In fairSTREAM, IIASA researchers aim to understand and reconcile issues of fairness. This is a key aspect for managing risks in nexus issues, such as the food-water-biodiversity nexus, where conflicting views on procedural and outcome fairness often remain unresolved and jeopardize finding viable solutions. Addressing these issues is a major challenge that requires the integration of multiple sources of knowledge and the cooperation of many different societal actors.

Andrii Yalanskyi | Dreamstime.com

Andrii Yalanskyi | Dreamstime.com

To support this endeavor IIASA researchers from Equity and Justice (EQU), Water Security (WAT), and Biodiversity, Ecology, and Conservation (BEC) are aligning their expertise in co-designing participatory processes with those in quantitative modelling. To this extent, the researchers will first create a methods toolkit for co-production that explicitly considers procedural and distributional justice. Based on this toolkit we will then design and implement a co-production process, which we will support and upscale by quantifying distributional justice in stakeholder visions for future development of the region. We do so by building a large-scale agent-based model, coupled to a hydrological and biodiversity model, that simulates millions of individual farmers.

Research design

The fairSTREAM project is a methodological meta study reviewing, developing, and integrating soft and hard systems methods for knowledge co-production. Thus, creating novel methodologies is one of the main goals of the project. The main research steps are:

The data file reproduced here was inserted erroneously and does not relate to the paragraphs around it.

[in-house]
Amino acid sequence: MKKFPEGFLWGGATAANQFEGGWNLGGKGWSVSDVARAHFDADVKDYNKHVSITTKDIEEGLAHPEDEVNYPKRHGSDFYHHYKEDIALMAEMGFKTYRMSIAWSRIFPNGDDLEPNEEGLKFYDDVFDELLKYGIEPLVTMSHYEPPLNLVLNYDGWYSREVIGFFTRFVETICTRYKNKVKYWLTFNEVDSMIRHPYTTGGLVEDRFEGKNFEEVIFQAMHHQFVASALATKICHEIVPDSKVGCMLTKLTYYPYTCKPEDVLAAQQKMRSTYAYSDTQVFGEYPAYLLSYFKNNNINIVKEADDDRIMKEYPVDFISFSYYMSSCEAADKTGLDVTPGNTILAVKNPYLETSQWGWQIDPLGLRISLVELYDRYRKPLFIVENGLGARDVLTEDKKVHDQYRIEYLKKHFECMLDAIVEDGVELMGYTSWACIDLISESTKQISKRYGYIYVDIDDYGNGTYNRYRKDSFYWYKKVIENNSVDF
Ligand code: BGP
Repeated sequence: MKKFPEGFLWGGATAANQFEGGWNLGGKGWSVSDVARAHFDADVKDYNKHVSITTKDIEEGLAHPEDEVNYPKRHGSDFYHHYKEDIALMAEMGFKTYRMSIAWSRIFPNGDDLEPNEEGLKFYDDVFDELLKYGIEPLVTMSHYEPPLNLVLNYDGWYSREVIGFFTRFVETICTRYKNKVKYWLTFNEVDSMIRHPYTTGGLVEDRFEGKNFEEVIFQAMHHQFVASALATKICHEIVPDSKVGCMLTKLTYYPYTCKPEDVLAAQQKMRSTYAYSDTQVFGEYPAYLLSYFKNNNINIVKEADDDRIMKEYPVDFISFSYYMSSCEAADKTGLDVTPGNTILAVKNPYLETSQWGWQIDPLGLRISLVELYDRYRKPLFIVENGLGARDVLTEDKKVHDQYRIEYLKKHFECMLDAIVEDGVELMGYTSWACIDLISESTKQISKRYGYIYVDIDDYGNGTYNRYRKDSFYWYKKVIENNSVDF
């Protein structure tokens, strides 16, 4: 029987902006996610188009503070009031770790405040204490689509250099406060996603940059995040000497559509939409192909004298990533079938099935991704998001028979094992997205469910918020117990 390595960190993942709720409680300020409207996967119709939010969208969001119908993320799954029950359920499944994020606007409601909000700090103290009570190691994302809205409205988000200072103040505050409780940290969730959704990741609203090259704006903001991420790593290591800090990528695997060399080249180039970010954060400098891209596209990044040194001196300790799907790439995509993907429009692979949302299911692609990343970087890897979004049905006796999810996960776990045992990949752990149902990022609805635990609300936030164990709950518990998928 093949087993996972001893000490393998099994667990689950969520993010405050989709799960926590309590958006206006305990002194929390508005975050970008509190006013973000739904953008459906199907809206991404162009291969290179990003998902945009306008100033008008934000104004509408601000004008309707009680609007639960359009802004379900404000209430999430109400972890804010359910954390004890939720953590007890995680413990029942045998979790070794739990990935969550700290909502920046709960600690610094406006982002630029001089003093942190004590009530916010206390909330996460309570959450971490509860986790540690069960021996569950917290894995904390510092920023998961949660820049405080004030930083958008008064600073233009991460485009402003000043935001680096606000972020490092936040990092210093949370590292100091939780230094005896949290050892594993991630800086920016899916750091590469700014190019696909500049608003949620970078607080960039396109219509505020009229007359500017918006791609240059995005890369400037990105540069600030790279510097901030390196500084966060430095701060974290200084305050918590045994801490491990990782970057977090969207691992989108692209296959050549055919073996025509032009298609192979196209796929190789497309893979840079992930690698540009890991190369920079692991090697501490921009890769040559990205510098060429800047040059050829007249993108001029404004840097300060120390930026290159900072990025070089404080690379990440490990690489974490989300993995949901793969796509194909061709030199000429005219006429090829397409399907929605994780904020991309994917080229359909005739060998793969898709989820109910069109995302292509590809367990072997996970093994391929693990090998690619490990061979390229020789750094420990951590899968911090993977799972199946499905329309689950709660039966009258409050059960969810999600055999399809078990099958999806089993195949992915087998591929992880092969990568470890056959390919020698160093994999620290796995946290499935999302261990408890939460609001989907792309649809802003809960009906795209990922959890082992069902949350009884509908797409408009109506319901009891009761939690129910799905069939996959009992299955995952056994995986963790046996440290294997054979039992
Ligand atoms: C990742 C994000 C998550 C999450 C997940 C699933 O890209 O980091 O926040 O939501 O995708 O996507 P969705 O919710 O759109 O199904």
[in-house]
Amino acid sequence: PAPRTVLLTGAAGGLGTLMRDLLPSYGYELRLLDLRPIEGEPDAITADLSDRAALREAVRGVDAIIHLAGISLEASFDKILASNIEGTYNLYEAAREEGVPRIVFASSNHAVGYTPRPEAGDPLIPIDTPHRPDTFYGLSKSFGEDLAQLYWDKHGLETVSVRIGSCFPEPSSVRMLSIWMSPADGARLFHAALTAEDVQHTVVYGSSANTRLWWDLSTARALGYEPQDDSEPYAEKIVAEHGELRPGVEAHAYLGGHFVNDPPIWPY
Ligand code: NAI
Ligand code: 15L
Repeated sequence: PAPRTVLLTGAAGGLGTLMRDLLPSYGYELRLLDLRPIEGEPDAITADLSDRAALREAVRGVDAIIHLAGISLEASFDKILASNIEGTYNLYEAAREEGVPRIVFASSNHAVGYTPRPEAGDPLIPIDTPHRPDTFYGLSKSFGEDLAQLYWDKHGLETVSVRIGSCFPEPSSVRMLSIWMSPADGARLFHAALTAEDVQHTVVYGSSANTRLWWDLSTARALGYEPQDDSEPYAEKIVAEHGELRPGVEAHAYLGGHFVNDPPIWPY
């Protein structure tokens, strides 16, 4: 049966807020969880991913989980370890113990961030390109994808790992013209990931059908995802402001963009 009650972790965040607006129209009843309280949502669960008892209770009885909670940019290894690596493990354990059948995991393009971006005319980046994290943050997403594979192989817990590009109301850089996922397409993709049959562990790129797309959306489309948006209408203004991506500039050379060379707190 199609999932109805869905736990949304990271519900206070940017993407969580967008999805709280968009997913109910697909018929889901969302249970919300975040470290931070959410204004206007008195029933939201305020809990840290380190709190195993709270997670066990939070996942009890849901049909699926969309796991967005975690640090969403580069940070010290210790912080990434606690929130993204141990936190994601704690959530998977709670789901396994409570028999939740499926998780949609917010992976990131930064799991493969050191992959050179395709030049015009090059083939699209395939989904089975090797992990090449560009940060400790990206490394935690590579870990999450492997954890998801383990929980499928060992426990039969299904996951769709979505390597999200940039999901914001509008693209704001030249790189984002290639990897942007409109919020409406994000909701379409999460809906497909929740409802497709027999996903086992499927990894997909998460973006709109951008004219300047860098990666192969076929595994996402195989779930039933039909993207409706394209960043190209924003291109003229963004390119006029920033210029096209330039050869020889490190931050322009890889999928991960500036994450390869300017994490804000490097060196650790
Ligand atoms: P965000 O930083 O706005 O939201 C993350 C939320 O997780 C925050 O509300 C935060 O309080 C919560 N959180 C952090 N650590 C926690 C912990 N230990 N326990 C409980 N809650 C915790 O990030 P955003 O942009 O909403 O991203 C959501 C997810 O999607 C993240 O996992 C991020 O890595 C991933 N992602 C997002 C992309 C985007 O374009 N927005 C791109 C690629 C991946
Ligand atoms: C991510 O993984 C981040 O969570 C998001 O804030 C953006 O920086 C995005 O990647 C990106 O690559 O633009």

1. systematic review of methods for co-producing knowledge, qualitative systems analysis using both literature and retrospective case studies.
  2. the development of a co-production toolkit comprising systems methods that capture questions of procedural and outcome fairness.
  3. Application of the toolkit by organizing a living lab in the Bhima basin to co-create qualitative future narratives.
  4. The co-production of quantitative future scenarios, followed by modelling exercises in a large-scale coupled ABM, with a particular focus on crop farming and integrating biodiversity considerations.

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Last edited: 09 November 2021


Susanne Hanger-Kopp

Research Scholar Equity and Justice Research Group - Population and Just Societies Program

Jens de Bruijn

Research Scholar Water Security Research Group - Biodiversity and Natural Resources Program


September 2021 - August 2024

International Institute for Applied Systems Analysis (IIASA)
Schlossplatz 1, A-2361 Laxenburg, Austria
Phone: (+43 2236) 807 0 Fax:(+43 2236) 71 313